The Victorian Curriculum requires teachers reporting on Student Progress in ICT capability
In September 2015, the Victorian government published the new Victorian Curriculum F-10. The new Victorian curriculum requires teachers to utilize the achievement standards stipulated in the curriculum to measure student progress. The new curriculum is the only one in Australia that require teachers to report the progress of students in ICT capability. The new curriculum sets the state of Victoria above the rest in terms of measuring the progress of students.
The Victorian curriculum aims at developing students in four broad areas and they include ethics, critical and creative thinking, and intercultural, personal and social capabilities. The curriculum is not limited to the aforementioned areas because it includes the three extra capabilities in the Australian curriculum.
The Importance of Measuring ICT Capabilities
The reason the curriculum of Victoria is ahead of the rest is that it enables teachers to plan for student progress in ICT capabilities. The curriculum enables teachers to understand the ICT skills students currently possess, the improvements they need to make, and their future development. Experts in education, consider assessing students’ ICT skills as creating a starting point for their continued progress in ICT capabilities.
Most of ICT work is practical and teachers are likely to use formative assessment methods in checking student progress. The best way to assess students’ ICT skills is giving them tasks to do while monitoring the approach they use. It is important that the ICT skills students acquire in the classroom mirror those occurring in society.
Measuring student progress in ICT capabilities should also be done in groups to ensure that students can share resources, and possess the capacity to collaborate in groups. For instance, unequal sharing of ICT resources may occur if one student prevents others from using a computer. On the other hand, a laid-back student may just sit and let others do all the work on his/her behalf.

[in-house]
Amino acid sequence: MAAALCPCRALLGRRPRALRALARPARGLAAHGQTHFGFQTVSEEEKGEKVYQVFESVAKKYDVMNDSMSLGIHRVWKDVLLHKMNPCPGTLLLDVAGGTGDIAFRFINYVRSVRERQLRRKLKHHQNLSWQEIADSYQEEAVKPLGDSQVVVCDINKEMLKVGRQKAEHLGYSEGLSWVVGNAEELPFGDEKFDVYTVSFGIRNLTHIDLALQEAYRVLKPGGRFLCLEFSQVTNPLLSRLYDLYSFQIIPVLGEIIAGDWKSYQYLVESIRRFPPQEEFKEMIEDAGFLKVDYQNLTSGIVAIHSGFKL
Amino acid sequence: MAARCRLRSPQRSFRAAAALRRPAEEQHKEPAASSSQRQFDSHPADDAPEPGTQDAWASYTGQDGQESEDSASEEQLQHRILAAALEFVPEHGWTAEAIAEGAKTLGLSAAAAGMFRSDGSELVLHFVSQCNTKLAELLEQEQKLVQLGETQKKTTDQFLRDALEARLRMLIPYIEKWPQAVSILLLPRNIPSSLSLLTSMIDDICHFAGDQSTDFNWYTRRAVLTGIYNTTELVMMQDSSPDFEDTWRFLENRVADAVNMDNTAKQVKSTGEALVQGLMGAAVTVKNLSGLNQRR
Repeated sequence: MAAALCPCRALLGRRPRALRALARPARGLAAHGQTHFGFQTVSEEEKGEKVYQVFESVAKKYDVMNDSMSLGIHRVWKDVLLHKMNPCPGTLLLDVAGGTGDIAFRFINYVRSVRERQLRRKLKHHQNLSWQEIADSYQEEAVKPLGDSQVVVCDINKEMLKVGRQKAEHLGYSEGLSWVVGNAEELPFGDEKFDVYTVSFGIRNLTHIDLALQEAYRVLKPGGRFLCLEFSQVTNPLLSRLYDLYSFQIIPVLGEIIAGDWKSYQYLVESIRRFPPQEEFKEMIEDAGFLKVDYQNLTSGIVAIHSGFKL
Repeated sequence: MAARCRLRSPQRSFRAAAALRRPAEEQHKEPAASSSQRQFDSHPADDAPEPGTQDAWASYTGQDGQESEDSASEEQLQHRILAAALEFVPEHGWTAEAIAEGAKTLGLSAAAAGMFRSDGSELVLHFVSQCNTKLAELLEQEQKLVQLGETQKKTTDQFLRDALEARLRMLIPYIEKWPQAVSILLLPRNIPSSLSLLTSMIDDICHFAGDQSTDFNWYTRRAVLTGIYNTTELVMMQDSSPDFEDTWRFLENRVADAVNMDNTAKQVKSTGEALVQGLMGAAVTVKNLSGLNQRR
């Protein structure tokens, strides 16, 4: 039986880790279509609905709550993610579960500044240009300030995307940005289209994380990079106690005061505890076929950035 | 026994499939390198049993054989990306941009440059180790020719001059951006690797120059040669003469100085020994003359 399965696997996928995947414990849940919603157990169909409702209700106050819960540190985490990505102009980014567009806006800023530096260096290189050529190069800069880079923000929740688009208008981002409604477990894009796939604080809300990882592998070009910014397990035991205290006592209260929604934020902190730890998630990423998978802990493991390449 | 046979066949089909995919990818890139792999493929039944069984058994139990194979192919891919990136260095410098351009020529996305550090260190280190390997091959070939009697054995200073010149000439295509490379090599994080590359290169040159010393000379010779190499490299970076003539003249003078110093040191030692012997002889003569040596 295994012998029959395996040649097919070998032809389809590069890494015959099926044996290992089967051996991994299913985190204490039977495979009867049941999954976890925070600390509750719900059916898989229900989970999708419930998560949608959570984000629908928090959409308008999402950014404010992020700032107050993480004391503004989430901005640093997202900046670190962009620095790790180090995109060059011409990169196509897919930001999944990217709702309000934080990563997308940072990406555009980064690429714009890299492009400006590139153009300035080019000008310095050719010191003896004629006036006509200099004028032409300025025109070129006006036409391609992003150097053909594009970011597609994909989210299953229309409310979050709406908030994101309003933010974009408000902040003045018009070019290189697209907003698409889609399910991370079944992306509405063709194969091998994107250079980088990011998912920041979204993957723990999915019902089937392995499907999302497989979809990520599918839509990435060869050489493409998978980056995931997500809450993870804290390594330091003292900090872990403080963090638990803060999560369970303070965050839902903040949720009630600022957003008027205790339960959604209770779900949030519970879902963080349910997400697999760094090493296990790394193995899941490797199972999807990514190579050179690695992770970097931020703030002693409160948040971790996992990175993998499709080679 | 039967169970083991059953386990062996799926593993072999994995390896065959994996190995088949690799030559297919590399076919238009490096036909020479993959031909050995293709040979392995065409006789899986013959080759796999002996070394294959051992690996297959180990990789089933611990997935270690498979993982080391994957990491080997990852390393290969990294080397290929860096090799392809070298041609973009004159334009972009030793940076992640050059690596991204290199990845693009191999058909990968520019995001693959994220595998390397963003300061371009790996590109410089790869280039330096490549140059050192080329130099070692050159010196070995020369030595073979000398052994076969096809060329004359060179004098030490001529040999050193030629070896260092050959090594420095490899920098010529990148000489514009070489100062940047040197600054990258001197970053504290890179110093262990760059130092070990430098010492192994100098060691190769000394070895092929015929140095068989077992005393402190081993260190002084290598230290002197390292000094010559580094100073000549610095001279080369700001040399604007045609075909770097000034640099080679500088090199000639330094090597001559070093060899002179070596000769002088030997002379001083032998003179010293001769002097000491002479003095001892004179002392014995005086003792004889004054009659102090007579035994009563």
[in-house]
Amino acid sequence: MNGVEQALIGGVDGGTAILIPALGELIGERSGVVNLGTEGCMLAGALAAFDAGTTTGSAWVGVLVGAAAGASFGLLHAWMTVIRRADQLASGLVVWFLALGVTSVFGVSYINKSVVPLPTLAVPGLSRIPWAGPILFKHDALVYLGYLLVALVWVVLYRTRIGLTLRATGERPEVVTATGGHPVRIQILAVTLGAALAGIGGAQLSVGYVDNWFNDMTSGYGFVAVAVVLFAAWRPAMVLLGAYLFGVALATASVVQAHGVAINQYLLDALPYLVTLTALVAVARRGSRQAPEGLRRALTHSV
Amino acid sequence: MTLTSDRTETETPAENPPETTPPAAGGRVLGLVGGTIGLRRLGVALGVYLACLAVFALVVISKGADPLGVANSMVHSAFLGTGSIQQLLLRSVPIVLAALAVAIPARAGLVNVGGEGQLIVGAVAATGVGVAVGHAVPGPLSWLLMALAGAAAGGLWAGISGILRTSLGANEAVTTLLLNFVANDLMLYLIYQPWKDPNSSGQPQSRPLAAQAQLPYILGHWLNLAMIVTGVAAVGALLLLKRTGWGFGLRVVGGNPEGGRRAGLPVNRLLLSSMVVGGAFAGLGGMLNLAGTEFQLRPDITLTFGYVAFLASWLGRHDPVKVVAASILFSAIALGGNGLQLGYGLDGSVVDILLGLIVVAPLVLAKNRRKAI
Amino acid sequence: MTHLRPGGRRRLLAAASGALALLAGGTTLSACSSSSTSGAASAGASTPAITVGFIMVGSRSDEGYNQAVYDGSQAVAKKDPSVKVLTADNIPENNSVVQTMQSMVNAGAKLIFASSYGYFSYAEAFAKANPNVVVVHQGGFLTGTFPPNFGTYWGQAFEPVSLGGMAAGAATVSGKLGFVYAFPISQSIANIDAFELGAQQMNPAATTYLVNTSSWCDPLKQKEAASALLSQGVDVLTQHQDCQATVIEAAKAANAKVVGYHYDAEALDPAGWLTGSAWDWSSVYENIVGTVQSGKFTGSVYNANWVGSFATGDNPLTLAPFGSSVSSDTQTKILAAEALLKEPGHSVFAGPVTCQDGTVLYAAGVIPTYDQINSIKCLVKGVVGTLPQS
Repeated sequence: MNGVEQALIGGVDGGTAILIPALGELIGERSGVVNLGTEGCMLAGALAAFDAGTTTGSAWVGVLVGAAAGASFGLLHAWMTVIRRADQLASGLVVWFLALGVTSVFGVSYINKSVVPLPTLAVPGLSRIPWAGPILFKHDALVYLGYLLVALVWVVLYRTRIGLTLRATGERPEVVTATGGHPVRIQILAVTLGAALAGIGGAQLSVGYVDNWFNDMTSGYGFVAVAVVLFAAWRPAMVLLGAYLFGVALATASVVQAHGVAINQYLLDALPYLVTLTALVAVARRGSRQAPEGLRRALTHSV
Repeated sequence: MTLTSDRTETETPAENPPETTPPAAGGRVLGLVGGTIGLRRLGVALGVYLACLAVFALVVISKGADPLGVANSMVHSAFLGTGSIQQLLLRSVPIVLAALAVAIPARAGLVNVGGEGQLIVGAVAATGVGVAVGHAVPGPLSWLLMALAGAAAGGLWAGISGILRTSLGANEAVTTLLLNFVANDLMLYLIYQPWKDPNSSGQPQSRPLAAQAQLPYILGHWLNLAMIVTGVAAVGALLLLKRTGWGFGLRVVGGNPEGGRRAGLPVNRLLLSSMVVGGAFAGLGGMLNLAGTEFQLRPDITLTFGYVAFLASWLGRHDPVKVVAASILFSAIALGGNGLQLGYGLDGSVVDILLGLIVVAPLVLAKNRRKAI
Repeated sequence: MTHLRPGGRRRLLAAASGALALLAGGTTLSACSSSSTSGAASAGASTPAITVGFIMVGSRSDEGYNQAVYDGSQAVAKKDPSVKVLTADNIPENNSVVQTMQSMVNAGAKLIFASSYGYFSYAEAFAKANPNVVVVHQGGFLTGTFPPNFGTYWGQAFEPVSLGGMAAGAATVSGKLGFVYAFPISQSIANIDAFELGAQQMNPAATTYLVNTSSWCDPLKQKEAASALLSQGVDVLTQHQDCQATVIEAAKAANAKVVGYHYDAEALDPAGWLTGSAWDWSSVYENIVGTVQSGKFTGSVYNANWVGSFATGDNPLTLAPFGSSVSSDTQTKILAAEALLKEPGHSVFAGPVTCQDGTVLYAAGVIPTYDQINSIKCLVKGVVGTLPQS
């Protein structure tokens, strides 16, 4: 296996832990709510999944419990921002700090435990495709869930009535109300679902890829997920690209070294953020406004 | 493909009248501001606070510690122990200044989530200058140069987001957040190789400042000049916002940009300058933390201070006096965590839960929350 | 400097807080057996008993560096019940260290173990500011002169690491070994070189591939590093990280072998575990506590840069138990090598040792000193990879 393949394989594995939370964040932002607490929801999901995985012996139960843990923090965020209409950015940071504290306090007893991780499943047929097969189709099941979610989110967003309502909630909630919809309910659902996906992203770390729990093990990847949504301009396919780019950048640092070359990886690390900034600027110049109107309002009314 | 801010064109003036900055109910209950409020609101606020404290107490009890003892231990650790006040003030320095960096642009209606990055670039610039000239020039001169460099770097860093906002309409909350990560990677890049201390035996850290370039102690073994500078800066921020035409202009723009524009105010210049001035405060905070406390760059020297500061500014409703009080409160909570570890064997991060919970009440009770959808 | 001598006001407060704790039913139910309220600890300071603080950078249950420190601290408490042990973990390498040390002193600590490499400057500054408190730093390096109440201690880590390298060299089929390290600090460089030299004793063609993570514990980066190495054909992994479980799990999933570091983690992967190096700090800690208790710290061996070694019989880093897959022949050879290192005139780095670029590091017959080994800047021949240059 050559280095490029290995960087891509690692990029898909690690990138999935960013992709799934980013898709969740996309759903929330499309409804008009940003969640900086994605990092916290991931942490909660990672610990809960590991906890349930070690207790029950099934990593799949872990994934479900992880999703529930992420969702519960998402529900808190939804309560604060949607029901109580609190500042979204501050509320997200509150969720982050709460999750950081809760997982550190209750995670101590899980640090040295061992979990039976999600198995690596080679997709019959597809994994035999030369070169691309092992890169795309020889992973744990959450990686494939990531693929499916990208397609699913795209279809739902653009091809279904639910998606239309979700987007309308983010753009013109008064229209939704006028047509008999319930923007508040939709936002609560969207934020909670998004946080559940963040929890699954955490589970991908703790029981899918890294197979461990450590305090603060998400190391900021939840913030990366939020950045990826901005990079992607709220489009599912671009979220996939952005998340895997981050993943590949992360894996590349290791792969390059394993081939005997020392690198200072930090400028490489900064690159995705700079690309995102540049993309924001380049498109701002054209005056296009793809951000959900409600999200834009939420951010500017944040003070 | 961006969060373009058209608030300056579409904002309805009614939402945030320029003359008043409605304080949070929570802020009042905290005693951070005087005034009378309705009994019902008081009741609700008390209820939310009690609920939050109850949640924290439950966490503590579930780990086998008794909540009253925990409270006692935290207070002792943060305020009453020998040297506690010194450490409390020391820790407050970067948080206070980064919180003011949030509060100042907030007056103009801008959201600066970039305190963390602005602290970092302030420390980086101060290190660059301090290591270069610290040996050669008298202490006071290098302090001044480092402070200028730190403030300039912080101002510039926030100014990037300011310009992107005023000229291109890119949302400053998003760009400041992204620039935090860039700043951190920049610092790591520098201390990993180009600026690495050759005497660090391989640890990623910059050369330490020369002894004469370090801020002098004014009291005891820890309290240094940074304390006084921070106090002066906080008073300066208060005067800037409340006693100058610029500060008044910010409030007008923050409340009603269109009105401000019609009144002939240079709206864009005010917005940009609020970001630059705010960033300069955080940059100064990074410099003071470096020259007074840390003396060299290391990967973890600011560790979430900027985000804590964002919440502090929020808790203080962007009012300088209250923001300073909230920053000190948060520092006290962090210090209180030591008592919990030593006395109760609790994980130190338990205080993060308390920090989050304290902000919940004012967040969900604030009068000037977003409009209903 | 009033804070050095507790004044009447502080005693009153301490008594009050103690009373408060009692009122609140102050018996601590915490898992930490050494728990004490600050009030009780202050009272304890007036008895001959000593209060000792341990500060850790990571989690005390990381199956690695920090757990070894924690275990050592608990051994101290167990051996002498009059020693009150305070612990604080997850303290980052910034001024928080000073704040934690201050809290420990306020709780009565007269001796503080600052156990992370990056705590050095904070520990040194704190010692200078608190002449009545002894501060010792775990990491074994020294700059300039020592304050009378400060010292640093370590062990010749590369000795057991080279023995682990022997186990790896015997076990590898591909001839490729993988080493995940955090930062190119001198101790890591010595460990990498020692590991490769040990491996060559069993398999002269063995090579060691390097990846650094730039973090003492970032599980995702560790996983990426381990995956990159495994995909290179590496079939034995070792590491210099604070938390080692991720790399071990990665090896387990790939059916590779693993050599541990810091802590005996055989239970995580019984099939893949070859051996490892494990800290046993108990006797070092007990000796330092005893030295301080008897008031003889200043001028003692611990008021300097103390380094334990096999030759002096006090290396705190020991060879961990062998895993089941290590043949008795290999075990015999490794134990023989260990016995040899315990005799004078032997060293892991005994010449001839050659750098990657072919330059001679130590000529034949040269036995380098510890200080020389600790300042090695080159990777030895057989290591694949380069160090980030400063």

Students with Personal Computers Are At an Advantage
Children who can access computers at home are at an advantage because they can do ICT homework. Experts in education have urged schools to compensate children who cannot access computers at home by building after-school computer labs. To prevent cheating from students who do their ICT assignment at home, teachers should counter-check the assignment by asking the student to demonstrate the skills he/she used in completing the task.
The ability to access quality ICT resources or failure to do so can determine whether a student will pass or fail his/her exams. It is evident that not all students in the state of Victoria have access to computers and relevant programs at home. Our organization aims at filling this gap by offering online courses for primary school teachers. The ICT skills will equip primary school teachers with the knowledge they need to implement the new curriculum.
Students’ ICT capabilities can no longer be ignored because it is mandatory in the state of Victoria for teachers to report on the progress of students in ICT skills. Enrolling in our online courses ensures that teachers are equipped with all the necessary ICT skills to teach and evaluate students.
Will The ICT Course Be An Independent Course In Secondary Schools?
Schools in Victoria have the discretion of determining how to implement the curriculum. Schools have the options of offering the ICT course, as a standalone subject or as an integrated subject. Regardless of the teaching approach chosen, students must be subjected to clear instruction in ICT content. After reaching level 7 or 8 in the ICT course, students are taught technical and specialized aspects of ICT.
Our online ICT courses have special packages that enable teachers to impart advanced ICT skills , and they should not hesitate to enroll because we offer the best opportunity for teachers to acquire more skills.
The Impact of the New Victorian Curriculum
The new curriculum has inspired other states to start thinking of implementing measures to ensure student progress and continuity in ICT skills. Experts have observed that if other states do not follow the example of Victoria, they risk being left behind in ICT skills in the near future. Currently, a plethora of literature documents the benefits of assessing students’ ICT capabilities using mandatory tests. Moreover, the 21st century is an era of ICT, and possessing advanced skills is necessary.